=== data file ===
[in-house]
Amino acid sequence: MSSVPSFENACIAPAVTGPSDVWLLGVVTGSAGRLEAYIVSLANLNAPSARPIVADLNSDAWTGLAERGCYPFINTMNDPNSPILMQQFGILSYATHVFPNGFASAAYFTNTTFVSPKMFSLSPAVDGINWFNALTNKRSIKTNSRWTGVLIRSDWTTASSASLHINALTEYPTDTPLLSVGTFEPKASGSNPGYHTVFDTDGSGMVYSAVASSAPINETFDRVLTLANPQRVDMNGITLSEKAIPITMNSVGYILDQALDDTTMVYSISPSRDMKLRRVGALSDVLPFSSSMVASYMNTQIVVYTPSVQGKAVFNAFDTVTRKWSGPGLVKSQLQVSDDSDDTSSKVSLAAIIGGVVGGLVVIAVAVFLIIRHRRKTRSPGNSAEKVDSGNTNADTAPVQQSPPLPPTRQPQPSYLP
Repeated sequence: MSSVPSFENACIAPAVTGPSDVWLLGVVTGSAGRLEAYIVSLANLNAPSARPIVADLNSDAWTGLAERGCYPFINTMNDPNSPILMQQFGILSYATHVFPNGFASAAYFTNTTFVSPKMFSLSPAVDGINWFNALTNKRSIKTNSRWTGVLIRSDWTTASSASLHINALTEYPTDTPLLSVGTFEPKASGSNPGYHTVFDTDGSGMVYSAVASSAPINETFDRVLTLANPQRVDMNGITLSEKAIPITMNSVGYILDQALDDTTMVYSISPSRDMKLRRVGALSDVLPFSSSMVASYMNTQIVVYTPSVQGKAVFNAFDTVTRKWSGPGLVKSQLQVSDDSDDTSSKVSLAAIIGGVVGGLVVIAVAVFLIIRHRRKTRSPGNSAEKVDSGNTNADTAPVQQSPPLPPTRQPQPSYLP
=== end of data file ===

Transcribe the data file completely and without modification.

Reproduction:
[in-house]
Amino acid sequence: MSSVPSFENACIAPAVTGPSDVWLLGVVTGSAGRLEAYIVSLANLNAPSARPIVADLNSDAWTGLAERGCYPFINTMNDPNSPILMQQFGILSYATHVFPNGFASAAYFTNTTFVSPKMFSLSPAVDGINWFNALTNKRSIKTNSRWTGVLIRSDWTTASSASLHINALTEYPTDTPLLSVGTFEPKASGSNPGYHTVFDTDGSGMVYSAVASSAPINETFDRVLTLANPQRVDMNGITLSEKAIPITMNSVGYILDQALDDTTMVYSISPSRDMKLRRVGALSDVLPFSSSMVASYMNTQIVVYTPSVQGKAVFNAFDTVTRKWSGPGLVKSQLQVSDDSDDTSSKVSLAAIIGGVVGGLVVIAVAVFLIIRHRRKTRSPGNSAEKVDSGNTNADTAPVQQSPPLPPTRQPQPSYLP
Repeated sequence: MSSVPSFENACIAPAVTGPSDVWLLGVVTGSAGRLEAYIVSLANLNAPSARPIVADLNSDAWTGLAERGCYPFINTMNDPNSPILMQQFGILSYATHVFPNGFASAAYFTNTTFVSPKMFSLSPAVDGINWFNALTNKRSIKTNSRWTGVLIRSDWTTASSASLHINALTEYPTDTPLLSVGTFEPKASGSNPGYHTVFDTDGSGMVYSAVASSAPINETFDRVLTLANPQRVDMNGITLSEKAIPITMNSVGYILDQALDDTTMVYSISPSRDMKLRRVGALSDVLPFSSSMVASYMNTQIVVYTPSVQGKAVFNAFDTVTRKWSGPGLVKSQLQVSDDSDDTSSKVSLAAIIGGVVGGLVVIAVAVFLIIRHRRKTRSPGNSAEKVDSGNTNADTAPVQQSPPLPPTRQPQPSYLP